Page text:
This township is of such recent formation that its history lies in its future, and the events of the territory embraced by its boundaries are more properly a part of the older townships from which it was taken. The causes that led to its erection were various, and as occurring events at that time created a conflict of opinion in the necessity of a separate township, which were unimportant as a record, no detailed statement of them need be made here.
Upon the petition of C.C. Ball and others, the question was regularly brought to the notice of the Court of Quarter Sessions of the county, held in the month of September, 1881, and, upon such petition, S.F. McCloskey, J.I. Patterson and D.W. Moore were appointed viewers, to examine and report upon the necessity of a new erection.
In accordance with their duty, and what they considered to be for the welfare of the residents of the locality affected by the proceeding, the viewers determined to, and did lay out a new township, taking therefor from Woodward, 4,646 acres and 100.4 perches of land; from Beccaria, 4,064 acres; from Knox, 2,332 acres; from Geulich, 1,821 acres; and that the new township, which included the town of Madera, should be so named.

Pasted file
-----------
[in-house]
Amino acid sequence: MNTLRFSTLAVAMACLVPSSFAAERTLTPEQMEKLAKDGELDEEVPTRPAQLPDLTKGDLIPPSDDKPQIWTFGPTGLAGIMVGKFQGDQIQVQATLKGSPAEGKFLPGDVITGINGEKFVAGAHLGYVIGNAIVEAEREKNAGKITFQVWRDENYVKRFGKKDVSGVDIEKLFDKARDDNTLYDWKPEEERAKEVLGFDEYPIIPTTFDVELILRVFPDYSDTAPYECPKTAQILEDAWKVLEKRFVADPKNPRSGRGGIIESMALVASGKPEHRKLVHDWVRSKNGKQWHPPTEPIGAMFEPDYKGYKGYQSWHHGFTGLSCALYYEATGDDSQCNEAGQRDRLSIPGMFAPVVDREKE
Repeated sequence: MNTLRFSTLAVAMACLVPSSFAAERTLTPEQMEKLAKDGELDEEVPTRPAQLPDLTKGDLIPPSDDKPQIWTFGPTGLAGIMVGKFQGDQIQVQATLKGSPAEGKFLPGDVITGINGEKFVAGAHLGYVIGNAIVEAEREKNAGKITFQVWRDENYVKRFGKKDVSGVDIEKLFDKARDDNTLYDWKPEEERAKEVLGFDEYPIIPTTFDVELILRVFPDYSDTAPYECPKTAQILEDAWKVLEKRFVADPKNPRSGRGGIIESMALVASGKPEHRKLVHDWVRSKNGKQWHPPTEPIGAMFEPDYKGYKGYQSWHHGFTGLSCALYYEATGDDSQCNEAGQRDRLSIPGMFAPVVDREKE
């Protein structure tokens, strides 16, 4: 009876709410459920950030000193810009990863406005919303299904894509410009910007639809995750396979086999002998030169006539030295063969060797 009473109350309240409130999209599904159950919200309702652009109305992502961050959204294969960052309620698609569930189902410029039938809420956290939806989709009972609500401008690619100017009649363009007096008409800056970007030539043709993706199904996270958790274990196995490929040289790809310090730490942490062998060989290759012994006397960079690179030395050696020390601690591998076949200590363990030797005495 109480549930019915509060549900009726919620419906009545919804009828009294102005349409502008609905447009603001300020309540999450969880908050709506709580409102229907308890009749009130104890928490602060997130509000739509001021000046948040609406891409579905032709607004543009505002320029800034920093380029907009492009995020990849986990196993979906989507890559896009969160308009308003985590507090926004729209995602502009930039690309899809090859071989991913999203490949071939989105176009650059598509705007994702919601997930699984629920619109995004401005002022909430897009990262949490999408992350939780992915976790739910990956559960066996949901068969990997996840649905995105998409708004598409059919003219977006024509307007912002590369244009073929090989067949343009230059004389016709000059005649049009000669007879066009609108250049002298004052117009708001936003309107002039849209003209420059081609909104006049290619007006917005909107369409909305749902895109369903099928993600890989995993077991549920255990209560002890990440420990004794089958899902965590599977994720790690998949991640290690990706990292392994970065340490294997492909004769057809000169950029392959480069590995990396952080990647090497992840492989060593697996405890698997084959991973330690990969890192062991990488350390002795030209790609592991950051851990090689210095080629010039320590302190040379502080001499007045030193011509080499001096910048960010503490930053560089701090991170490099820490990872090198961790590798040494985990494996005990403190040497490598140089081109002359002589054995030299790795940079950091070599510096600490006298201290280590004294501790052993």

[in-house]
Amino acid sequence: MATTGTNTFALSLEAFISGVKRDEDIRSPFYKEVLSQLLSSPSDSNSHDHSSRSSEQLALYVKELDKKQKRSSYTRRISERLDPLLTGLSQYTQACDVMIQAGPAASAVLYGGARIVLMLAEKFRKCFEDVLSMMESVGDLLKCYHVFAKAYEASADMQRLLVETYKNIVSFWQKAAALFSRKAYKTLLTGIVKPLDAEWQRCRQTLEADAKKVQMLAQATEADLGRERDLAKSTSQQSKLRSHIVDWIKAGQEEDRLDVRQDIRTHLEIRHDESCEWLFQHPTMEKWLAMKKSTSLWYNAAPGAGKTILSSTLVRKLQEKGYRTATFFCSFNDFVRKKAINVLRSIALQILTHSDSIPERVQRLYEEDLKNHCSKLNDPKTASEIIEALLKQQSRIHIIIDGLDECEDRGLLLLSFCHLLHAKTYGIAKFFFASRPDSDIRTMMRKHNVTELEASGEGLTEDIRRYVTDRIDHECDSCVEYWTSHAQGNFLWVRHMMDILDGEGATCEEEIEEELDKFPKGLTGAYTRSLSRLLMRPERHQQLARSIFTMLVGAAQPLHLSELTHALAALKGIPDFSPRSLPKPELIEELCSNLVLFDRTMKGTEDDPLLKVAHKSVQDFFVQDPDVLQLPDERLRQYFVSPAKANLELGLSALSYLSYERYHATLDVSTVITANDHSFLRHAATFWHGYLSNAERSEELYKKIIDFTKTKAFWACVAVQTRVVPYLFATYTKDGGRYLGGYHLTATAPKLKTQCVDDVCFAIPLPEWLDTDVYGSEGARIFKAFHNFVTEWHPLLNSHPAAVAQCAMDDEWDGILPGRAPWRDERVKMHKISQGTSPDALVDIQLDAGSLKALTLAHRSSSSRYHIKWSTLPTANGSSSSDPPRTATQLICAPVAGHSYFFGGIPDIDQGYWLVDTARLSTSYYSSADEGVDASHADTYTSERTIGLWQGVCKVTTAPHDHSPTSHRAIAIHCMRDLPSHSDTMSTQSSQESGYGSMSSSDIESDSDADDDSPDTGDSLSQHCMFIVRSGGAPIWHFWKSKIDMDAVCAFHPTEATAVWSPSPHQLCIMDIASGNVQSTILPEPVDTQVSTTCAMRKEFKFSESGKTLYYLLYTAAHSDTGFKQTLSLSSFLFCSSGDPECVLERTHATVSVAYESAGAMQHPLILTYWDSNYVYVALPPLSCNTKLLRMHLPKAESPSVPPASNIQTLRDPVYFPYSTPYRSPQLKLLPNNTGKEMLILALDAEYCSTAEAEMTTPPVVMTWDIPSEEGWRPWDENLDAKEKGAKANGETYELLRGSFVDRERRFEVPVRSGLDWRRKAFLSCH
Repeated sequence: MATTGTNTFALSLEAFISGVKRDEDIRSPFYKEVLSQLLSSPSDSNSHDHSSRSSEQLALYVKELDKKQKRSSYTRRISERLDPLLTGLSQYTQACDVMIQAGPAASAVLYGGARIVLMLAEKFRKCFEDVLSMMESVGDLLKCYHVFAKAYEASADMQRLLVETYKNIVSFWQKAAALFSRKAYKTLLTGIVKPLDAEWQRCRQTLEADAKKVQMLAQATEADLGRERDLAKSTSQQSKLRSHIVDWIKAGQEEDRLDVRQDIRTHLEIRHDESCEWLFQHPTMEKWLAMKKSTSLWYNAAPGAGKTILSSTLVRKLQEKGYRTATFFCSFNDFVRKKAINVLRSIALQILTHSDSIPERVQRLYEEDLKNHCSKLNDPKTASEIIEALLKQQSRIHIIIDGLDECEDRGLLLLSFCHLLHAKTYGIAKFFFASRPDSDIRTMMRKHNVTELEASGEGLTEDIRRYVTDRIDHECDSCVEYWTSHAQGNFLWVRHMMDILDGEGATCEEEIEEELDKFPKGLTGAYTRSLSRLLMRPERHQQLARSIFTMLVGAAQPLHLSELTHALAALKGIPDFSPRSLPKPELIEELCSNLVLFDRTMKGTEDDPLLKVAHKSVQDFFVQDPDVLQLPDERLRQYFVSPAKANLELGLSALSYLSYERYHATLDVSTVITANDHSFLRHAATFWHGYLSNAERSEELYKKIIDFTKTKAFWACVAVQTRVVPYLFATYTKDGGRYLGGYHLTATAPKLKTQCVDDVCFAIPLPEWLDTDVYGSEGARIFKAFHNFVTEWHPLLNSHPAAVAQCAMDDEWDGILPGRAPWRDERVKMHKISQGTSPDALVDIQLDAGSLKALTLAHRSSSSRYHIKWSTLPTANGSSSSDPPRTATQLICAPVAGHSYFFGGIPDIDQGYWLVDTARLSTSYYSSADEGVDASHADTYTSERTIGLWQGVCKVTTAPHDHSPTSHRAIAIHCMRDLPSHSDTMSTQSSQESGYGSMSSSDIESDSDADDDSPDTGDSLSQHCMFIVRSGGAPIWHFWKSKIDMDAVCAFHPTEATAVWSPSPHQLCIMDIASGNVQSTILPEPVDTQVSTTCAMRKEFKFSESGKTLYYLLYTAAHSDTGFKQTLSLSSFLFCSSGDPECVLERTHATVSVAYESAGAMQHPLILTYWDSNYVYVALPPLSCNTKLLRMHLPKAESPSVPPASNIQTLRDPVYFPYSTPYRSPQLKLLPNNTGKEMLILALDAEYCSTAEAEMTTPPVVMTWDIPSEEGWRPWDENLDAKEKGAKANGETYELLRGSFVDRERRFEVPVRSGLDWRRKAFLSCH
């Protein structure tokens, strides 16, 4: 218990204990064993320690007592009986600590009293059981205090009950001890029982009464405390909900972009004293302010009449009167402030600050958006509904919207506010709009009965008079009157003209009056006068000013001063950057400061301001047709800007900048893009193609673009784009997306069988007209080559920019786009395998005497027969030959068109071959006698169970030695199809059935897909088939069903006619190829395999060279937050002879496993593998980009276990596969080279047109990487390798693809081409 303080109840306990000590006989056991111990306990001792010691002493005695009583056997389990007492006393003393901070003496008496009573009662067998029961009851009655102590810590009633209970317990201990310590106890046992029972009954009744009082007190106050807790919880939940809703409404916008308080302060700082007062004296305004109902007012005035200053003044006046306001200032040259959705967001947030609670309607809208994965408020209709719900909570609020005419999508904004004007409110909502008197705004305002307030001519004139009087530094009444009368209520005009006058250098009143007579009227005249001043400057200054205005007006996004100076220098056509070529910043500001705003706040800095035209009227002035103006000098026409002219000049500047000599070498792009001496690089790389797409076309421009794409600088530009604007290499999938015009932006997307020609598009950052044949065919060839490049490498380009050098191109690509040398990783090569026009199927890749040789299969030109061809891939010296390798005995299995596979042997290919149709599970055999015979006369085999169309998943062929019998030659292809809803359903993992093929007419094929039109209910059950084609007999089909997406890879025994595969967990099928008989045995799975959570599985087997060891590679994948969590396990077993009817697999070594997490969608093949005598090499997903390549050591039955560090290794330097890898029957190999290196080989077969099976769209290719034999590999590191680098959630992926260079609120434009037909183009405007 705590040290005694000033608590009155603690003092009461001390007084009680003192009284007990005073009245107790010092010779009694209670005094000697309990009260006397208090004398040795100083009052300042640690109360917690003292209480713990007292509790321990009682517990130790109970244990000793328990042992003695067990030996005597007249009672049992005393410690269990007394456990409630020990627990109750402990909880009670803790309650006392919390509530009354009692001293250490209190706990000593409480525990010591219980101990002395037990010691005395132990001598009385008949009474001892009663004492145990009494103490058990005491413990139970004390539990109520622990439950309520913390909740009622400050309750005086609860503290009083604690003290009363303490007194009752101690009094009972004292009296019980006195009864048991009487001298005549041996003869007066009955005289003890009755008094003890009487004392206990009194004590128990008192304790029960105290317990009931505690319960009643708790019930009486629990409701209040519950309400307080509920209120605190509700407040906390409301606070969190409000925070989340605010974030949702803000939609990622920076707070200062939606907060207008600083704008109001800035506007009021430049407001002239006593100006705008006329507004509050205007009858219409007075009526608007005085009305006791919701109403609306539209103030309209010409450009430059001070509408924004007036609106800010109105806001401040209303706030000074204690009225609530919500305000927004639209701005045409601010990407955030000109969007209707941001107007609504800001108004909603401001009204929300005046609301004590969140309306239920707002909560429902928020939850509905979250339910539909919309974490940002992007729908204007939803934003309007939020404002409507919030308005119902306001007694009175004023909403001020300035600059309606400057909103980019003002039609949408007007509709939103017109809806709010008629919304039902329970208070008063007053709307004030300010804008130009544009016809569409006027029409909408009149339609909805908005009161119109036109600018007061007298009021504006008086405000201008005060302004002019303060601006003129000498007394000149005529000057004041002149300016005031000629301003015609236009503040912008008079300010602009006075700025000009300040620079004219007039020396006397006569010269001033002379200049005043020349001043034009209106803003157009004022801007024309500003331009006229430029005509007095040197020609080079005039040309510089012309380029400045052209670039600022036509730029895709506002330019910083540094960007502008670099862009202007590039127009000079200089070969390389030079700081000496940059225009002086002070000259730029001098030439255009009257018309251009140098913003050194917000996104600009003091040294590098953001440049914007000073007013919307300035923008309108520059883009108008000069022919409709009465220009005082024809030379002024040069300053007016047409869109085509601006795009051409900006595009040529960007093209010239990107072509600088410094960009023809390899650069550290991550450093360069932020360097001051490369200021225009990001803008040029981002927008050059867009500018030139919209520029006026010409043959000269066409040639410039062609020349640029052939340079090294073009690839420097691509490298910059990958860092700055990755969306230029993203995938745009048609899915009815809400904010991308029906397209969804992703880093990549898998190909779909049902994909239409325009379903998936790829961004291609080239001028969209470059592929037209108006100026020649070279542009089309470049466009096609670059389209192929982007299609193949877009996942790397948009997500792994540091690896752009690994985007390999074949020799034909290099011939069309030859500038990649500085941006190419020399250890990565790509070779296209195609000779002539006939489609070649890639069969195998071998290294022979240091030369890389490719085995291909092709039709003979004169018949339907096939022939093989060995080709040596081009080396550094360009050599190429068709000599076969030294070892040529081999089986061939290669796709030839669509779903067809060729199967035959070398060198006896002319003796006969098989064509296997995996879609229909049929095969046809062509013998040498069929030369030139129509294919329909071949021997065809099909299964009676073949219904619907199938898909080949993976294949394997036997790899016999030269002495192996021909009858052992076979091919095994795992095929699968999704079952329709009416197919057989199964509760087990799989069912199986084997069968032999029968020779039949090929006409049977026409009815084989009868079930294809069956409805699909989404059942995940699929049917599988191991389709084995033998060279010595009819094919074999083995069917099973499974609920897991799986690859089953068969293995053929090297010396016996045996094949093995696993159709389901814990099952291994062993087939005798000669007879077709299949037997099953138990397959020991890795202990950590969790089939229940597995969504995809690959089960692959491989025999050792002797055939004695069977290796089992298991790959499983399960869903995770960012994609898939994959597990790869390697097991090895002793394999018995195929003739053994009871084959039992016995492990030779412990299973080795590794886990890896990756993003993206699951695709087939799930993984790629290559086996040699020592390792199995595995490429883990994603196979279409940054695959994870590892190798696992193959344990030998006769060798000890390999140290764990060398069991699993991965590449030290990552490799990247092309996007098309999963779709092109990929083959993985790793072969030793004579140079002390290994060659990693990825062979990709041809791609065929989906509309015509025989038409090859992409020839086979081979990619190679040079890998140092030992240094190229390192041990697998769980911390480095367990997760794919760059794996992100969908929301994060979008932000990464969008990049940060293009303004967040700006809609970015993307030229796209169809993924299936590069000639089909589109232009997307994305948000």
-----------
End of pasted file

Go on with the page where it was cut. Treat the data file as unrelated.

This proposition met with disfavor and great resistance on the part of Woodward township, which was burdened with a considerable debt, and relied on the tax levy of the vicinity affected to help pay it. This argument was combated by Madera and vicinity with the assertion that they (the residents) had contributed their full share toward paying the township’s indebtedness, and begged relief from further contribution for which they were receiving no substantial benefit.
To settle the vexed question as to the new erection, the court made an order directing the holding of an election by which the question should be left to the determination of the electors, and appointing the 27th day of December, 1882, as the time for such election. The result at the polls showed one hundred and thirty-three votes for, and thirty against the proposed division; whereupon the township was erected and confirmed by the court, and named "Bigler," in honor of Hon. William Bigler, late governor of the Commonwealth.
So, then, in the formation of Bigler township, the older townships of Woodward, Beccaria, Geulich and Knox surrendered their lands in the proportion mentioned in the early part of this chapter.
The early settlement and history of the new township is written in the chapters devoted respectively to the older townships of Woodward, Geulich, Beccaria and Knox, to which the reader is referred.
The town of Madera, the recognized central point within the township, occupies a central position, and is an active, enterprising and progressive hamlet. It is situated on the east side of Clearfield Creek, and distant from Houtzdale four miles. The original name given this township was Puseyville, so designated in honor of Charles Pusey, who owned a great part of the lands upon which the town was built. Mr. Pusey owned and managed extensive lumbering interests in the vicinity, and for the purpose of prosecuting his business had large saw and grist-mills at the place.